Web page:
Grand Canyon Springs and Exceedence of Maximum Contaminant Level Drinking Water Standards - Implications for Resource Management

Document Type

Conference Proceeding

Publication Date


Publication Title

2018 UCOWR/NIWR Annual Water Resources Conference

Publisher Location

Pittsburgh, PA

First page number:



Historical information from 1950 to 2017 on Grand Canyon spring water quality and quantity was examined to determine the number of times the U.S. Environmental Protection Agency’s Maximum Contaminant Levels (MCLs) for drinking water standards were exceeded, and the factors that might influence water quality in the springs. MCLs are the legal threshold limit on the amount of a substance permissible in public water systems under the Safe Drinking Water Act. MCLs were exceeded at least 136 times in Grand Canyon springs over the 67 years evaluated, with arsenic concentrations exceeding the MCLs most frequently (78 times). MCL concentrations were also exceeded for beryllium, uranium, cadmium, lead and mercury. Locations for the highest concentrations of these elements included Pumpkin Spring, Monument Spring, Horn Spring, Big Spring and Milkweed Spring. Many of the exceedences were recorded from springs issuing from the Redwall-Muav aquifer stratigraphic region. Some isotopic analyses suggest anthropogenic influence on water quality. The highest historical arsenic concentration was reported as 350 times the MCL, the highest beryllium concentration was 32 times the standard, uranium over 13 times higher, cadmium over 3 times exceeding the drinking water level, lead over twice the level, and mercury 1.9 times the MCL. The more stringent Maximum Contaminant Level Goals (MCLGs) for drinking water quality, which are the levels for drinking water which are associated with no or minimal risk, were exceeded regularly in spring water samples. Examining the data further, many of the exact locations of sampling for each spring were not consistent through the years, nor were meteorological and hydrological conditions before and during sampling. These spatial and temporal inconsistencies in sampling, along with large data gaps, make trend and correlation analysis difficult.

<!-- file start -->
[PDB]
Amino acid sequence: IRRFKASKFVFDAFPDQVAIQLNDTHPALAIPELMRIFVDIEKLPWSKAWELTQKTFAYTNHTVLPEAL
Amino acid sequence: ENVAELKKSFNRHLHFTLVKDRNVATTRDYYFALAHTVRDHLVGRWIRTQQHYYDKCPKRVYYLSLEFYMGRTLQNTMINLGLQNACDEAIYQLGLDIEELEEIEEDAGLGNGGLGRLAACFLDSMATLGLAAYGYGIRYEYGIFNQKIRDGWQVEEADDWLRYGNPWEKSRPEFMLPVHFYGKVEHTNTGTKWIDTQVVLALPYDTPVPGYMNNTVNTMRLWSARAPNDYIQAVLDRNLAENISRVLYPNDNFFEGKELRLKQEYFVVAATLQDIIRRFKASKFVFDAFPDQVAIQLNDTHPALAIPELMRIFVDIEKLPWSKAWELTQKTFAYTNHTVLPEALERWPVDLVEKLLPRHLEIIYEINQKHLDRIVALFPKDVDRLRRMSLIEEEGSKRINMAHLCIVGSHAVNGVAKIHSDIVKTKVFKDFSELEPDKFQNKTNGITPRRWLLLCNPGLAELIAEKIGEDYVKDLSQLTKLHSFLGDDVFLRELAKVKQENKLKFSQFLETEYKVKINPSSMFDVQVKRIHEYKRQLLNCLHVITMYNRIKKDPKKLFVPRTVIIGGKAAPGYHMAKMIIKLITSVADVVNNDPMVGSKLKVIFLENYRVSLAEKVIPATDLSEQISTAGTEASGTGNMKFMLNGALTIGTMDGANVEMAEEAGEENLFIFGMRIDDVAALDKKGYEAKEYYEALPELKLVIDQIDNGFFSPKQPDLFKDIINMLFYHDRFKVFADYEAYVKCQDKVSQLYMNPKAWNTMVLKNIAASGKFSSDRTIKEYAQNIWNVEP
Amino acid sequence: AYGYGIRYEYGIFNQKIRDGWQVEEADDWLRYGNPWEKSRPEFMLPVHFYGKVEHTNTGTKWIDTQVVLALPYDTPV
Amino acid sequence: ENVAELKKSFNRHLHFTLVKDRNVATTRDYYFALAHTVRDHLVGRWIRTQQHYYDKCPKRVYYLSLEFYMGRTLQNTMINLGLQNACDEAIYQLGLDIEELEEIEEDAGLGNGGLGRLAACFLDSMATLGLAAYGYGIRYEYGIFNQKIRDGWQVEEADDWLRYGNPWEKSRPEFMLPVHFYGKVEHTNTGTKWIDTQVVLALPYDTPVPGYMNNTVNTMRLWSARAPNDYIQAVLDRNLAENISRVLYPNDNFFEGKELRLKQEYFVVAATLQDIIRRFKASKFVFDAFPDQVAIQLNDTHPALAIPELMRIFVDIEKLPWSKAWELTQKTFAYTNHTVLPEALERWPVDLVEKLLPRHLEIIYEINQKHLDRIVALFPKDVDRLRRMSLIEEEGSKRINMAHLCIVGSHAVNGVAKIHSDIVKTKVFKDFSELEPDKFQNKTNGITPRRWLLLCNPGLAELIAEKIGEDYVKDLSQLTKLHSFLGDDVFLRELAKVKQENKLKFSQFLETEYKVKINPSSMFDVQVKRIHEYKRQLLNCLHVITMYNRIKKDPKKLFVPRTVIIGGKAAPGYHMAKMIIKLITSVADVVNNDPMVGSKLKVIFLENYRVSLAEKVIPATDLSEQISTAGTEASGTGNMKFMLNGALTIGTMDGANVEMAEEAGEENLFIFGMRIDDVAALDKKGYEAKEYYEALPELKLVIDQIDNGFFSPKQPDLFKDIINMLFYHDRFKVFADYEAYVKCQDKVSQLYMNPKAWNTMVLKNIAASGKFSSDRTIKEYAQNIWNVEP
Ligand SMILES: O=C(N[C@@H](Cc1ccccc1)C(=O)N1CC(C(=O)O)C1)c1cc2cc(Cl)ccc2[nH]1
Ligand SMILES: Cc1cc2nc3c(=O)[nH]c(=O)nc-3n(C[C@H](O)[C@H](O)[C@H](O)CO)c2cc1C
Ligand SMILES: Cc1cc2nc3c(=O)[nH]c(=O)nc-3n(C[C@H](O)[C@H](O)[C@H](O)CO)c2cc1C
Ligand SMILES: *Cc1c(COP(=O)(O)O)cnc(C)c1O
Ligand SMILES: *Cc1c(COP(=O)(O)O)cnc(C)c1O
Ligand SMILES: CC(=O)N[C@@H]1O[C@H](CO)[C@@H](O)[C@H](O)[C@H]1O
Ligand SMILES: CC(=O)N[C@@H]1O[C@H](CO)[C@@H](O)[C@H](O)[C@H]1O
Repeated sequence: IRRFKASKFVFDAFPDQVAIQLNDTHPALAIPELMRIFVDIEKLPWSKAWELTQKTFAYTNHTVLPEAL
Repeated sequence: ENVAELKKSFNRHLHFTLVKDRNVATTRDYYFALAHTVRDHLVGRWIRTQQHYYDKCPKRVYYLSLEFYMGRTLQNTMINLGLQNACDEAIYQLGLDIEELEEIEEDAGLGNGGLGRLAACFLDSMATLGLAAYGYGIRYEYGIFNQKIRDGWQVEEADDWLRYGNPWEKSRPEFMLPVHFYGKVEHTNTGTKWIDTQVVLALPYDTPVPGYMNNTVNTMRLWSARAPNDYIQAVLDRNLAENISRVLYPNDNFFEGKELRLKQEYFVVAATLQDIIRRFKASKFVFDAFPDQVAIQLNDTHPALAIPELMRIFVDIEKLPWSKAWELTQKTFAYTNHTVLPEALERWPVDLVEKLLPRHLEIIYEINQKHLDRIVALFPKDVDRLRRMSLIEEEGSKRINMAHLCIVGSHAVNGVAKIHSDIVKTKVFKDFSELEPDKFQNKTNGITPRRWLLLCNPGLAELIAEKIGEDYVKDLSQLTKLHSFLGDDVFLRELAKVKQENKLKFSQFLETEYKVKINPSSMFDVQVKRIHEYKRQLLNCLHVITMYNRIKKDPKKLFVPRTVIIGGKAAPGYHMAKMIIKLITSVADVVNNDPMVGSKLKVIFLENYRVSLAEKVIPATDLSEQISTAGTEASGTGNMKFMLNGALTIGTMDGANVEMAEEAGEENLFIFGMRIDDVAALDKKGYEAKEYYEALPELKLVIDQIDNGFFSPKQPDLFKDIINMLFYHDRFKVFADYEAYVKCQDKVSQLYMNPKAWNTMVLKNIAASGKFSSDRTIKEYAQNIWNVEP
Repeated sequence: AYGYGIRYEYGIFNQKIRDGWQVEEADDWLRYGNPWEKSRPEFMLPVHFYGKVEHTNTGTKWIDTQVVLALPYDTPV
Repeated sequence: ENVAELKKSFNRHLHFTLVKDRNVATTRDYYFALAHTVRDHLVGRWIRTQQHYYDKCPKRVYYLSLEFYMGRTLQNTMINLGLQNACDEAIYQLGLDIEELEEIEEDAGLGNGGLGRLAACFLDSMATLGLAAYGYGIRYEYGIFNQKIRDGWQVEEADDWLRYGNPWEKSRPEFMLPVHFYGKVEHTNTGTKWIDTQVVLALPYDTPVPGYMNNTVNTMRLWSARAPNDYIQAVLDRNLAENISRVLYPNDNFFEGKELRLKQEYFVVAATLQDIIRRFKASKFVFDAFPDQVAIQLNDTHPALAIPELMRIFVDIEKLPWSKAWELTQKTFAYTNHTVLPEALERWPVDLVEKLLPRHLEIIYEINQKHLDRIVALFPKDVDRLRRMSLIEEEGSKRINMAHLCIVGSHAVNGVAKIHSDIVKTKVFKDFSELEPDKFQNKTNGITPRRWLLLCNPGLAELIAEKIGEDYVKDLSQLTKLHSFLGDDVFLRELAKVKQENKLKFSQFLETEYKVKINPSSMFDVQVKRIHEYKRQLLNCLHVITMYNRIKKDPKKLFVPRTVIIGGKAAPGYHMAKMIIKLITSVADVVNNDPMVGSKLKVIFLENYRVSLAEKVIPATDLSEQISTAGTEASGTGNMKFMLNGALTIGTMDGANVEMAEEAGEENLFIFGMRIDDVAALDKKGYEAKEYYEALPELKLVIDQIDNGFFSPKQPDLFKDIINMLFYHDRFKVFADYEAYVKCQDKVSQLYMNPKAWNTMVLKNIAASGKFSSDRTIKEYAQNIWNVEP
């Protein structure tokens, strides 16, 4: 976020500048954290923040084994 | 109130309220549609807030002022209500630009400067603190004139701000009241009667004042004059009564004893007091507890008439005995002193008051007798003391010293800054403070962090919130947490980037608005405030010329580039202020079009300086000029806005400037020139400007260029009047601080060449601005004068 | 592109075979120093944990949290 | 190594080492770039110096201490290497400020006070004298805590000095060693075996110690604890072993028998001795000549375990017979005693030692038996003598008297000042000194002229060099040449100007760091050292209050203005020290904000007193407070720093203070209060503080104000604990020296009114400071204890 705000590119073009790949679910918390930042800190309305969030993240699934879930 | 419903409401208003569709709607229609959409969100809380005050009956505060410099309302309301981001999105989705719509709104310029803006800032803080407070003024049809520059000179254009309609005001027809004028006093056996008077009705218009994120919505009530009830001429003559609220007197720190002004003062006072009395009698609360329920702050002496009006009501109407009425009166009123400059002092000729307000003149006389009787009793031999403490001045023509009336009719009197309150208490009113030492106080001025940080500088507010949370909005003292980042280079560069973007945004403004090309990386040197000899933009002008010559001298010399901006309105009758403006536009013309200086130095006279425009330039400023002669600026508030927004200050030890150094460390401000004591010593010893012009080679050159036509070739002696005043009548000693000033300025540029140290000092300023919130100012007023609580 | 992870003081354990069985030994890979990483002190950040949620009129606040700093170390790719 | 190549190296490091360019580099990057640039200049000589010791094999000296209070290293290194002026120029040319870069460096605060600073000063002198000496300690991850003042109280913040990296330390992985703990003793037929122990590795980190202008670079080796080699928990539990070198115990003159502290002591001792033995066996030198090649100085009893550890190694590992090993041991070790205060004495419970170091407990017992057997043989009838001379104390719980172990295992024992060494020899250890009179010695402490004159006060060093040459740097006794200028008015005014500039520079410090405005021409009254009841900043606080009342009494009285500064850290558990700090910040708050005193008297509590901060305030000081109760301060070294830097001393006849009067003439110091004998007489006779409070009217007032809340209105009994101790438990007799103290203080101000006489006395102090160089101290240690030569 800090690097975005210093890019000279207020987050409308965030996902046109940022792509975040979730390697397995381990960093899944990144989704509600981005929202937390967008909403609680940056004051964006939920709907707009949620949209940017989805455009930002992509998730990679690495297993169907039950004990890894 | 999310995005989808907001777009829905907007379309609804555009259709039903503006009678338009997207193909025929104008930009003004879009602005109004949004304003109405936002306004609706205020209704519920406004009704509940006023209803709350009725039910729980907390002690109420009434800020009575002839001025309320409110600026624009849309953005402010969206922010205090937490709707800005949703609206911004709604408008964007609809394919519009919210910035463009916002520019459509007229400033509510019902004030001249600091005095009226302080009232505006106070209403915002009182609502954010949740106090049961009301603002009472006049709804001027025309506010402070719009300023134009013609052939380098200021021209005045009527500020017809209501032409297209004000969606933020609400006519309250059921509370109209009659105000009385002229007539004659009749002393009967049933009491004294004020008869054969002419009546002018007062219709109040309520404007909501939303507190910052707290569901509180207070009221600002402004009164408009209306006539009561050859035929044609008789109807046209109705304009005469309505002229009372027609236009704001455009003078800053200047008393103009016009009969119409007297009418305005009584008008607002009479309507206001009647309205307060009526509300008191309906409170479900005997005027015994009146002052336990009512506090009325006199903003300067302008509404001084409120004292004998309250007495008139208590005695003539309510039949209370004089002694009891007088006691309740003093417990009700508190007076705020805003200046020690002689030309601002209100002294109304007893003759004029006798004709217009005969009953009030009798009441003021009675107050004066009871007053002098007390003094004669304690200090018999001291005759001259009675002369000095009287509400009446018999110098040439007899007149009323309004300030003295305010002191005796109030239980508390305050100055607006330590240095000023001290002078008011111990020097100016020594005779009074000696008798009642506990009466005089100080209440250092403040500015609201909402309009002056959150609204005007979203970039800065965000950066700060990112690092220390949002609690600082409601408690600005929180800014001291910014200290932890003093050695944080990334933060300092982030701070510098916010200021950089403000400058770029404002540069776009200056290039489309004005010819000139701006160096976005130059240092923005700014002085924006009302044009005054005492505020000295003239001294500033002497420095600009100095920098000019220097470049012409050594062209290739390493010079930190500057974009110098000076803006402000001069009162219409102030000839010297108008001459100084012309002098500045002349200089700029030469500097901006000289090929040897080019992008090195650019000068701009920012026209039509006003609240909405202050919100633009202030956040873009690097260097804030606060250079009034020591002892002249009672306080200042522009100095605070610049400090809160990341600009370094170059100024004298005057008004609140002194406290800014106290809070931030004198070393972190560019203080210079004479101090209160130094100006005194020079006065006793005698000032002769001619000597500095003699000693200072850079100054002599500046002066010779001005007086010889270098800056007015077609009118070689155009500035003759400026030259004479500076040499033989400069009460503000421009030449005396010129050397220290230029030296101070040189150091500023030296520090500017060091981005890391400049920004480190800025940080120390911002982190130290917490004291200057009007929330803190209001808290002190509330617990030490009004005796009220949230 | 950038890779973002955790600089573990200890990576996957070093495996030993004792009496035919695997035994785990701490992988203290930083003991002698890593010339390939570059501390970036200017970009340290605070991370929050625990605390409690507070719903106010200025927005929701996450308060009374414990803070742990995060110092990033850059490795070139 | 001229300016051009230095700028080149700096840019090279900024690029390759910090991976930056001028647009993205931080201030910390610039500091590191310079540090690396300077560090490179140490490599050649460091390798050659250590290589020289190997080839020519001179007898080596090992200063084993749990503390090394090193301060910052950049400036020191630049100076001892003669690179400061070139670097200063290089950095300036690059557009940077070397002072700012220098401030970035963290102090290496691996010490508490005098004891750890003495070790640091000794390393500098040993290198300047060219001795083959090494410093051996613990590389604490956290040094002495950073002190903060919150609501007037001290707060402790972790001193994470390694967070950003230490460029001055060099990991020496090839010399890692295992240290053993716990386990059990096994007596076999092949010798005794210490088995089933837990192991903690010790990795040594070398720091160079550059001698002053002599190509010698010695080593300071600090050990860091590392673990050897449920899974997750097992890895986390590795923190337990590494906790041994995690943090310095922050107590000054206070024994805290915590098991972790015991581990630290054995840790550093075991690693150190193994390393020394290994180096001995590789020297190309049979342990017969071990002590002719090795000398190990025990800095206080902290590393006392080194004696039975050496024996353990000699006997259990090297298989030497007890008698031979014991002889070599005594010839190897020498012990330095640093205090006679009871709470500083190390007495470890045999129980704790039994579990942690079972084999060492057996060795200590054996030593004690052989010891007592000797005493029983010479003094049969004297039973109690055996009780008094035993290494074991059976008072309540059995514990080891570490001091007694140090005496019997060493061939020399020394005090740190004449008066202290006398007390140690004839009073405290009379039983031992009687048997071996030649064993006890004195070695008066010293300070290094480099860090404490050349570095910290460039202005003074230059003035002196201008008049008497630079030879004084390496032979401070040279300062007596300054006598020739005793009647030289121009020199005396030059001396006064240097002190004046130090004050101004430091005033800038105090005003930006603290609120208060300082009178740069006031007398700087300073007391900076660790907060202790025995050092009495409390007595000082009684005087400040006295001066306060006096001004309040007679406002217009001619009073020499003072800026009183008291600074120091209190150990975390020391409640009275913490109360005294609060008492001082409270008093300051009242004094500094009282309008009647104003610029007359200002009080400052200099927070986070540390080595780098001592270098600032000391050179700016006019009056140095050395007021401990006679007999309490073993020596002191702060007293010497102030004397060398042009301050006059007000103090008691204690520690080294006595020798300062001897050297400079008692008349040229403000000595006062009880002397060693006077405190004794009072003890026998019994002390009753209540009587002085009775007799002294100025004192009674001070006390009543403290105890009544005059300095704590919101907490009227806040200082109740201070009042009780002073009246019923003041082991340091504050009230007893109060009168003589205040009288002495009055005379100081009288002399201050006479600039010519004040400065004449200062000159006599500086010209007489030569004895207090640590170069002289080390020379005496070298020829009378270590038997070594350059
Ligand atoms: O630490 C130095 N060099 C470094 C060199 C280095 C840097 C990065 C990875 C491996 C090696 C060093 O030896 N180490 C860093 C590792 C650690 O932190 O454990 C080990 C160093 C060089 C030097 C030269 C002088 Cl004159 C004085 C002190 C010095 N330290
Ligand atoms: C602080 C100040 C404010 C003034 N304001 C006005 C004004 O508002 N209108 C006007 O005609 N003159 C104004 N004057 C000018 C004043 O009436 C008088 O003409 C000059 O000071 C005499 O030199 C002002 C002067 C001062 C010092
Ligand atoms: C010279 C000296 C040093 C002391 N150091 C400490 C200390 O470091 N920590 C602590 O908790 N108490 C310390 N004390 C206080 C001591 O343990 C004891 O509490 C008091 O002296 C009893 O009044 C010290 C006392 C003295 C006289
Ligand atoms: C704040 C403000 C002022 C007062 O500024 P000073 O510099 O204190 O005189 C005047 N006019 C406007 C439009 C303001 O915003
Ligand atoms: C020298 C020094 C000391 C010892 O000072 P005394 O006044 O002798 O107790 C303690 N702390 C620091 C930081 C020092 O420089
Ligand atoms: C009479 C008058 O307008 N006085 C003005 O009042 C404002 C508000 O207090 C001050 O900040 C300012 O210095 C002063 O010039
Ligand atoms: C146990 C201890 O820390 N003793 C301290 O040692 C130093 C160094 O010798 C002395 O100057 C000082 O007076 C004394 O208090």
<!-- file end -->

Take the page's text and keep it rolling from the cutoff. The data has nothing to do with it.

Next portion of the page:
Hydrology | Natural Resources and Conservation